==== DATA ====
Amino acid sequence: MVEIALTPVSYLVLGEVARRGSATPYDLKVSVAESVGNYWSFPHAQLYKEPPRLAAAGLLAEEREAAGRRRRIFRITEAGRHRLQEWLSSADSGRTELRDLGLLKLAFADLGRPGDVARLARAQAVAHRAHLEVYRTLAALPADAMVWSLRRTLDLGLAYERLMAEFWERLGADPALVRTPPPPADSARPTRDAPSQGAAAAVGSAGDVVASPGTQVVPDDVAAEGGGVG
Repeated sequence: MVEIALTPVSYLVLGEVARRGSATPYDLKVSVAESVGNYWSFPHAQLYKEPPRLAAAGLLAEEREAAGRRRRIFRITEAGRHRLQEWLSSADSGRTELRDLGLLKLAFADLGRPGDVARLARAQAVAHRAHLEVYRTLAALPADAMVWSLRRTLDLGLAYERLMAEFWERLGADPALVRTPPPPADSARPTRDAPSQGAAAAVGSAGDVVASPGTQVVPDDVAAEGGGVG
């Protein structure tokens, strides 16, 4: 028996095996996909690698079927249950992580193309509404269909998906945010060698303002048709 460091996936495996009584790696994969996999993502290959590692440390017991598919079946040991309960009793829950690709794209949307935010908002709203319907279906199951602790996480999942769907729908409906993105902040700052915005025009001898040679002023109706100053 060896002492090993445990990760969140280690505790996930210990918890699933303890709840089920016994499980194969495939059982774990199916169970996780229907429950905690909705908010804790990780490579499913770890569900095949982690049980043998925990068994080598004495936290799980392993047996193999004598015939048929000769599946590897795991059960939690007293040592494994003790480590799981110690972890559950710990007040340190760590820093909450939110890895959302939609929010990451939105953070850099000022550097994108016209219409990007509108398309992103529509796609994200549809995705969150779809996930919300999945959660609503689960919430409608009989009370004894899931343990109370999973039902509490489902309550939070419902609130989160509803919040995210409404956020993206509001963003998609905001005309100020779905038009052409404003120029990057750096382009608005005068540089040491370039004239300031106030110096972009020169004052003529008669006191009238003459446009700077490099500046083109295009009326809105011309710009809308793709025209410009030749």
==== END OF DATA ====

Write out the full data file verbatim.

Amino acid sequence: MVEIALTPVSYLVLGEVARRGSATPYDLKVSVAESVGNYWSFPHAQLYKEPPRLAAAGLLAEEREAAGRRRRIFRITEAGRHRLQEWLSSADSGRTELRDLGLLKLAFADLGRPGDVARLARAQAVAHRAHLEVYRTLAALPADAMVWSLRRTLDLGLAYERLMAEFWERLGADPALVRTPPPPADSARPTRDAPSQGAAAAVGSAGDVVASPGTQVVPDDVAAEGGGVG
Repeated sequence: MVEIALTPVSYLVLGEVARRGSATPYDLKVSVAESVGNYWSFPHAQLYKEPPRLAAAGLLAEEREAAGRRRRIFRITEAGRHRLQEWLSSADSGRTELRDLGLLKLAFADLGRPGDVARLARAQAVAHRAHLEVYRTLAALPADAMVWSLRRTLDLGLAYERLMAEFWERLGADPALVRTPPPPADSARPTRDAPSQGAAAAVGSAGDVVASPGTQVVPDDVAAEGGGVG
């Protein structure tokens, strides 16, 4: 028996095996996909690698079927249950992580193309509404269909998906945010060698303002048709 460091996936495996009584790696994969996999993502290959590692440390017991598919079946040991309960009793829950690709794209949307935010908002709203319907279906199951602790996480999942769907729908409906993105902040700052915005025009001898040679002023109706100053 060896002492090993445990990760969140280690505790996930210990918890699933303890709840089920016994499980194969495939059982774990199916169970996780229907429950905690909705908010804790990780490579499913770890569900095949982690049980043998925990068994080598004495936290799980392993047996193999004598015939048929000769599946590897795991059960939690007293040592494994003790480590799981110690972890559950710990007040340190760590820093909450939110890895959302939609929010990451939105953070850099000022550097994108016209219409990007509108398309992103529509796609994200549809995705969150779809996930919300999945959660609503689960919430409608009989009370004894899931343990109370999973039902509490489902309550939070419902609130989160509803919040995210409404956020993206509001963003998609905001005309100020779905038009052409404003120029990057750096382009608005005068540089040491370039004239300031106030110096972009020169004052003529008669006191009238003459446009700077490099500046083109295009009326809105011309710009809308793709025209410009030749």